I reflect that I put myself ‘on the line’ without thinking about how I was going to hold my anxiety. Even with my experience as a therapist, I didn’t recognize that in sending something into the big out there, I had offered out with it, for appraisal, so much of my self-worth.

Impulse has me not preparing my ‘self’ which spells danger by any standard. But I concede that however uncomfortable, it can get things rolling too. Staying in awareness of my feelings and self-speak to see if I can really walk the walk of self-compassion, I notice the ways I was trying to cope with a possible rejection:

‘Oh please, please email me back’ – begging Ava in my head to put my mind at ease. Pretty unfair on Ava, sorry about that.

On reflection, this became pretty close to prayer.

It’s because I’m rubbish. My writing is just a great big over-share and Ava is thinking ‘it’s horribly serious’ – because she is married to Rick Green and he is a comedian… Faaaantastic! Now I’m a mind reader. Perhaps that’s the way to go? And then. Actually, I don’t care. When Ava never replies I will just know.

Have you met my friend Shame?

This is the prediction of my moment of shame.  Shame, I learn, is the feeling of ‘being wrong.’ Unlike Guilt which is about ‘doing something wrong’.

And then a thought, ‘Hang on lady. What are you doing to yourself? The only person who can confirm my worth, the worth of having taken time to do what I love, is me.’

But I can’t go back on knowing, because my self-doubt has been allayed …. this time.

I reflect and wonder on your own experience.  It only takes a glimmer of self belief to surge through my veins and make me fizz. And make me dare…This, then initiates ‘my work’. This blog you are reading which, when that send button looks good and shiny enough, will place me firmly back on the loop of self-doubt. I long to abandon, but that figure, in some way, must still, in some way I am yet to figure out, serve.

Can I walk the walk? Not yet. But I have found that my soul task within this work is to connect with people with ADHD, who, like me when I am stuck in self-doubt, want to find themselves to be enough.

Hey Ava, no pressure to answer!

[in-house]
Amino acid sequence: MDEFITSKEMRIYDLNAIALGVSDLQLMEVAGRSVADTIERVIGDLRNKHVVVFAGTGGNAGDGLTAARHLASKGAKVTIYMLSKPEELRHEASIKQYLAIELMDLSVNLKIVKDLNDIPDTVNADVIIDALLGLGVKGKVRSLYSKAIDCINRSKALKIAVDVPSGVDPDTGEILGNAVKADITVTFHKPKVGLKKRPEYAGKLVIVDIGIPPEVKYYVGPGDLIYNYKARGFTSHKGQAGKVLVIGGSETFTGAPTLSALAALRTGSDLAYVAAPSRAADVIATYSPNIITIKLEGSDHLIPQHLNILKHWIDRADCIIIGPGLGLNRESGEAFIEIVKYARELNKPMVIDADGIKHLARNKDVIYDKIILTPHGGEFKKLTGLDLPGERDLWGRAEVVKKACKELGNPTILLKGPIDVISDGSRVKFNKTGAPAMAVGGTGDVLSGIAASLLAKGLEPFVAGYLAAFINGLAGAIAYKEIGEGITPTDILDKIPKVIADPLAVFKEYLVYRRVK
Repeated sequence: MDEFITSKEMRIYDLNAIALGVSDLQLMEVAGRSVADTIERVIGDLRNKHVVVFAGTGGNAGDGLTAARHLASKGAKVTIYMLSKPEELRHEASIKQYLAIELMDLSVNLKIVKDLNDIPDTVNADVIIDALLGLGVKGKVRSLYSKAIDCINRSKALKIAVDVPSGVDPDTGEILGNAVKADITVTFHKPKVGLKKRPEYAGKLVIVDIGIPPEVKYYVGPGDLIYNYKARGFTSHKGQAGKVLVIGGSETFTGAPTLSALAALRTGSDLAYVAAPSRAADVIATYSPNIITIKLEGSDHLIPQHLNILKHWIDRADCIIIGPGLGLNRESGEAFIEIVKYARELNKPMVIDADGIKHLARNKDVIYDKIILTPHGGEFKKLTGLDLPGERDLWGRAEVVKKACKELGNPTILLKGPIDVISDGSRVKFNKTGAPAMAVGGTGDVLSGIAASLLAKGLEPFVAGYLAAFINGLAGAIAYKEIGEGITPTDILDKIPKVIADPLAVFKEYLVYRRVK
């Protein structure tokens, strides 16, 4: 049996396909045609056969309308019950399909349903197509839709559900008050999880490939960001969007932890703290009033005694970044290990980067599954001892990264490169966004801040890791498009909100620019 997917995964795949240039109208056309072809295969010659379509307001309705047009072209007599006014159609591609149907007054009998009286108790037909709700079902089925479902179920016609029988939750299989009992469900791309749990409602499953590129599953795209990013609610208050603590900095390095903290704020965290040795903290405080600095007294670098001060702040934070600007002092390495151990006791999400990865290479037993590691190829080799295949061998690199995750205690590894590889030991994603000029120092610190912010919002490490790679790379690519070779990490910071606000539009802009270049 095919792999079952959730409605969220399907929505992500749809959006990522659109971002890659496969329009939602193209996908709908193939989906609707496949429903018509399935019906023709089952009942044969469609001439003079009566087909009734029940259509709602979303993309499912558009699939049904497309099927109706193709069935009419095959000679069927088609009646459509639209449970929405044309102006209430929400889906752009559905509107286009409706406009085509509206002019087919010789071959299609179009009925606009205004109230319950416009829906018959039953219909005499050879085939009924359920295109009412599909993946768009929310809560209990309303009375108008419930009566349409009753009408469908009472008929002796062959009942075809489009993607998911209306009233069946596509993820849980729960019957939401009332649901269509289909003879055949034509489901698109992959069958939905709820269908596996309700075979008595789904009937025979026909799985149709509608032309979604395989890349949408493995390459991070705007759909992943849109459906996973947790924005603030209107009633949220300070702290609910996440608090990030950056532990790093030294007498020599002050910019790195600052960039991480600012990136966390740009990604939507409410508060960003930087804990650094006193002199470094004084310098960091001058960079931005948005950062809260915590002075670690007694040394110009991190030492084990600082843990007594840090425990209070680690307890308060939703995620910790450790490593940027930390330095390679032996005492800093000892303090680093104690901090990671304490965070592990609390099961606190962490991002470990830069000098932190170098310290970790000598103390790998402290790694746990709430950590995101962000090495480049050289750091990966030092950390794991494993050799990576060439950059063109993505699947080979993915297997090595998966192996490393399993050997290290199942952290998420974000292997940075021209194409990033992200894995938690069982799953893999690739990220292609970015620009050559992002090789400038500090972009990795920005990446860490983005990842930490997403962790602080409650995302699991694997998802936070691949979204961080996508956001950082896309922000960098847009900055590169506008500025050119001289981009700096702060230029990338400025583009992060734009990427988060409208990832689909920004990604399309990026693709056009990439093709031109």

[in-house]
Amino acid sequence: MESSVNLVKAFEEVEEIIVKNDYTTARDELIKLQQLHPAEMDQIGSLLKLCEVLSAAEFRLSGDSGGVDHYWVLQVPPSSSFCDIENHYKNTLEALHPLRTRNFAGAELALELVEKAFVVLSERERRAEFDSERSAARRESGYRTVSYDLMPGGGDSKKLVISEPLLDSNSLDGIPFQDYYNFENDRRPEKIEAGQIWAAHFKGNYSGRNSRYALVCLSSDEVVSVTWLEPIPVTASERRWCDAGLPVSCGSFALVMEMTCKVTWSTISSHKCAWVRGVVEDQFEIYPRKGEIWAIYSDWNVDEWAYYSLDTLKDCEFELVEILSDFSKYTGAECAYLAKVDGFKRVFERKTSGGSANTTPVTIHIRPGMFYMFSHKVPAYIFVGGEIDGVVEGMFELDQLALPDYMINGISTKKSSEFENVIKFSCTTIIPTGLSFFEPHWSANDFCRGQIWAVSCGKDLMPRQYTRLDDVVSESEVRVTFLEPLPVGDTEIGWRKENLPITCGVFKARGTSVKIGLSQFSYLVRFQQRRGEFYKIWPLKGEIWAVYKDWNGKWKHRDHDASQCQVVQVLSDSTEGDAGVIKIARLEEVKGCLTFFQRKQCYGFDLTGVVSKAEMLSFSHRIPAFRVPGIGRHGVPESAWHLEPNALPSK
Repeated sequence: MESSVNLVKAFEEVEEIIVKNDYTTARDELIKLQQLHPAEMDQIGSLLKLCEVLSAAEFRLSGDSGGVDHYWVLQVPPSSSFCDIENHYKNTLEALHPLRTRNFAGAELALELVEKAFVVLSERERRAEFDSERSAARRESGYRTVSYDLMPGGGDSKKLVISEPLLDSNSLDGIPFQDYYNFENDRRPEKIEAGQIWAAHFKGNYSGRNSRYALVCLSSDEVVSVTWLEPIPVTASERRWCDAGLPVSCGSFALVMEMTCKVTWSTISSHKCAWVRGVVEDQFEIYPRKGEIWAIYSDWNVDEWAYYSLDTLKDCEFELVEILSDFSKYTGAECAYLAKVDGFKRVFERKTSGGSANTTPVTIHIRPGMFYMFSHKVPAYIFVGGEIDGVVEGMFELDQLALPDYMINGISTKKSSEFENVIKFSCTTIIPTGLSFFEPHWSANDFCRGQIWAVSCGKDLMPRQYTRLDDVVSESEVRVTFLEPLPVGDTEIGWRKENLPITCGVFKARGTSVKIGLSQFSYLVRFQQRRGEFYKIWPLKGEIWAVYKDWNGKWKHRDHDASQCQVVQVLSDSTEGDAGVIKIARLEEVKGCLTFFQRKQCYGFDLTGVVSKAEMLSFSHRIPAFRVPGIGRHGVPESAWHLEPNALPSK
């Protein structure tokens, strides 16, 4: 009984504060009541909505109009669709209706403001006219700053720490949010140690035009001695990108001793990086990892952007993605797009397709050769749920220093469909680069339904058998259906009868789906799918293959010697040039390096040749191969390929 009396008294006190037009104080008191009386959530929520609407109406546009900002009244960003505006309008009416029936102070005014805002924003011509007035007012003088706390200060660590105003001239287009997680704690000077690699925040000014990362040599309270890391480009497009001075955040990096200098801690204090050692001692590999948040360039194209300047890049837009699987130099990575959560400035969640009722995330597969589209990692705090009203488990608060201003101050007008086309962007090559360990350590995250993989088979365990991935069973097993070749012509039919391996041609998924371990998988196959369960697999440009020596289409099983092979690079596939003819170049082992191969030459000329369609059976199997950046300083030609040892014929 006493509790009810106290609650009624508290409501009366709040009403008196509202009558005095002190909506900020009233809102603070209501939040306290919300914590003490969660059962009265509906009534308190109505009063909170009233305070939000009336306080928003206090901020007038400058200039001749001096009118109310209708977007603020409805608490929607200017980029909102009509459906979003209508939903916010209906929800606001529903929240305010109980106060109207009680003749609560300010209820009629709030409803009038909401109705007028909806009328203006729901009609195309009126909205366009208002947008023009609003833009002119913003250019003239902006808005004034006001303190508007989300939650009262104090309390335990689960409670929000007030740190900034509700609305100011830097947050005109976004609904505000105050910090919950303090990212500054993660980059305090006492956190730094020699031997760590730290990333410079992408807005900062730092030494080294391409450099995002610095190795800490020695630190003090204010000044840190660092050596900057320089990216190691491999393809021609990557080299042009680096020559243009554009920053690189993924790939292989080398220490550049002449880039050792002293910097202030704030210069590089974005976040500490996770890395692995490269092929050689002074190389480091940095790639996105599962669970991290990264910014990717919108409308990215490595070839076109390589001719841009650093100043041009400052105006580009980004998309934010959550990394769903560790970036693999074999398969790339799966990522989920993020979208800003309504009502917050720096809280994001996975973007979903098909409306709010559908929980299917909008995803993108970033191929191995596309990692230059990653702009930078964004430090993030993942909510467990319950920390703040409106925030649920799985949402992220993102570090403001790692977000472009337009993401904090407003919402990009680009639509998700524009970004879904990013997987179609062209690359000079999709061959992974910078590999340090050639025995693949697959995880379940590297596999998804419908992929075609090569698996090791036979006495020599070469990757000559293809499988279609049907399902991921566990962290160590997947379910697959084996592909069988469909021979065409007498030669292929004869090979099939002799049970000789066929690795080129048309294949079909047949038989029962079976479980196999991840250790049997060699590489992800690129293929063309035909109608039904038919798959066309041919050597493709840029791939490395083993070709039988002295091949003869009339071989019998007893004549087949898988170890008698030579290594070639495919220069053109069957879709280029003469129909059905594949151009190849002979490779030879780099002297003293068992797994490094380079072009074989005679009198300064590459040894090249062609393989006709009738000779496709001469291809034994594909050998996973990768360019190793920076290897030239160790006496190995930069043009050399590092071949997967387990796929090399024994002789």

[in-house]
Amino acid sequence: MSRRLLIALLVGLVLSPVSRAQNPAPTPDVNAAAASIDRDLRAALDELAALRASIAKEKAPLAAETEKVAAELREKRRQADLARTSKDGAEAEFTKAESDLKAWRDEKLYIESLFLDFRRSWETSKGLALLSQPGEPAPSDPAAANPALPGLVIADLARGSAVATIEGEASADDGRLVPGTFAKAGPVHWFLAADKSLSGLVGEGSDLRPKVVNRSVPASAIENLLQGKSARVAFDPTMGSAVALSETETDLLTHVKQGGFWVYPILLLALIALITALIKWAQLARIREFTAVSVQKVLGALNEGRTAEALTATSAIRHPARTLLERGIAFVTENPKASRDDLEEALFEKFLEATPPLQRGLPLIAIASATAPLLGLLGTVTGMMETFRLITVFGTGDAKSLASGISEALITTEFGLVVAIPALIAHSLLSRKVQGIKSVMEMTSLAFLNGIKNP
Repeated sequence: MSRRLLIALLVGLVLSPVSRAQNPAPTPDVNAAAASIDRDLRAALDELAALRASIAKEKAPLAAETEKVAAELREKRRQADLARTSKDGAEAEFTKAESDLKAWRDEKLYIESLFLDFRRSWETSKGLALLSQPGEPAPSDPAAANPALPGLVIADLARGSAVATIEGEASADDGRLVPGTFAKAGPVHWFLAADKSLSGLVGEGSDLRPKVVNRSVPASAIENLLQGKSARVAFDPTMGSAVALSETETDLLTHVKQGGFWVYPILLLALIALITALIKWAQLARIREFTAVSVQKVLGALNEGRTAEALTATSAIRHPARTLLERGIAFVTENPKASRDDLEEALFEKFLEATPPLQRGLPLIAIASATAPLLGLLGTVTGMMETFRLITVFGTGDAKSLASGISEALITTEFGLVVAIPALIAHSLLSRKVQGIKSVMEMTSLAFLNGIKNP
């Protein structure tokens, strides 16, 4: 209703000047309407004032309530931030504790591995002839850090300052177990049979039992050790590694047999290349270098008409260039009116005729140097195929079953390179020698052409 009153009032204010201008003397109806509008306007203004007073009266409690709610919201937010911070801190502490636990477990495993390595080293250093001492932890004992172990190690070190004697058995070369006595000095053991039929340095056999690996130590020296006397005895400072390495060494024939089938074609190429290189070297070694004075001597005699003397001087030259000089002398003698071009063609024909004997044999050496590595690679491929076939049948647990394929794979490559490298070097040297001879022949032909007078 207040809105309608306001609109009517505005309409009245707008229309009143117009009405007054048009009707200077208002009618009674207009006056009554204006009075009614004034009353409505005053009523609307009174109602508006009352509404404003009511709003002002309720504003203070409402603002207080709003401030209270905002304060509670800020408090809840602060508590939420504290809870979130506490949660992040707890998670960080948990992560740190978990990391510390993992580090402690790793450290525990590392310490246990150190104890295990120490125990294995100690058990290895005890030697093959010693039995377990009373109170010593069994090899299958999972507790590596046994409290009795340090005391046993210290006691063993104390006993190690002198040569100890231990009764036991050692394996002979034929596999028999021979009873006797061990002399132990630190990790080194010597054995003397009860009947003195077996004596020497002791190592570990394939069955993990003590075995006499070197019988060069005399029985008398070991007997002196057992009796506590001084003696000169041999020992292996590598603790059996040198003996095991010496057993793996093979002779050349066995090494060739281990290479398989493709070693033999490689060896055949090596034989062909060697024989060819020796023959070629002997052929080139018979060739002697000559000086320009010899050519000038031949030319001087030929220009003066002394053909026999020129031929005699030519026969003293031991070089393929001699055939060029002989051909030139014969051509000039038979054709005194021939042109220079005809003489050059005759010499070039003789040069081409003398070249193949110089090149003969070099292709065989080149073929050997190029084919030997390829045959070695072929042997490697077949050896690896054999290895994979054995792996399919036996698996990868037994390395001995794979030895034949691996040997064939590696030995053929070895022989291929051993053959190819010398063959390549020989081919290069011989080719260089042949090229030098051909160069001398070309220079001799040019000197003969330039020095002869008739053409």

Kate Fraser-Medcalf headshot
Kate Fraser-Medcalf, BSc Dip.Couns MBACP

Kate is a Psychotherapeutic Counsellor in the UK working with adults with ADHD on Zoom and writing about self-compassion. 

‘I welcome this opportunity to reach out, to connect and reflect with the TotallyADD community on experiences around self -compassion and ADHD’.

For counselling enquires please visit www.birdhousecounselling.com, email birdhousecounselling@gmail.com, website ADHDpilgramage.com

See Also:
Do I Have ADHD or Am I Just Lazy (Blog)
Coping With Anxiety and ADHD (Blog)
7 Ways to Explain ADHD (Video)

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  1. kathrussearth April 10, 2021 at 11:15 pm

    Thank you, Kate! I so appreciate you describing how your thinking goes. Much of what you write here is familiar to what goes through my mind.

    I was particularly struck by “I’m spacey from my feat of daring” and “I try to catch that realization, to save it. But it slips through my awareness.” I have noticed recently that instances of hard-won self-awareness and self-compassion disappear from my memory for a few days right after. I imagine that it’s my brain’s way of coping with the intensity. I am afraid that the awareness is gone forever and that I am doomed to repeat my lessons, adding to shame and frustration.

    At the same time, after decades of this, there is a layer of thought that trusts that the awareness will integrate naturally and that I don’t have to *do/try/force* anything. Perhaps that is self-compassion at work, already integrated.

    I am grateful for the prompt to think about self-compassion in this way–thanks again.

  2. katefm June 12, 2021 at 3:42 pm

    Hello there ! I know its been ages,

    I didn’t pick up your lovely comment. I’m so glad to hear it resonated with you and was a useful prompt,
    warm wishes, Kate FM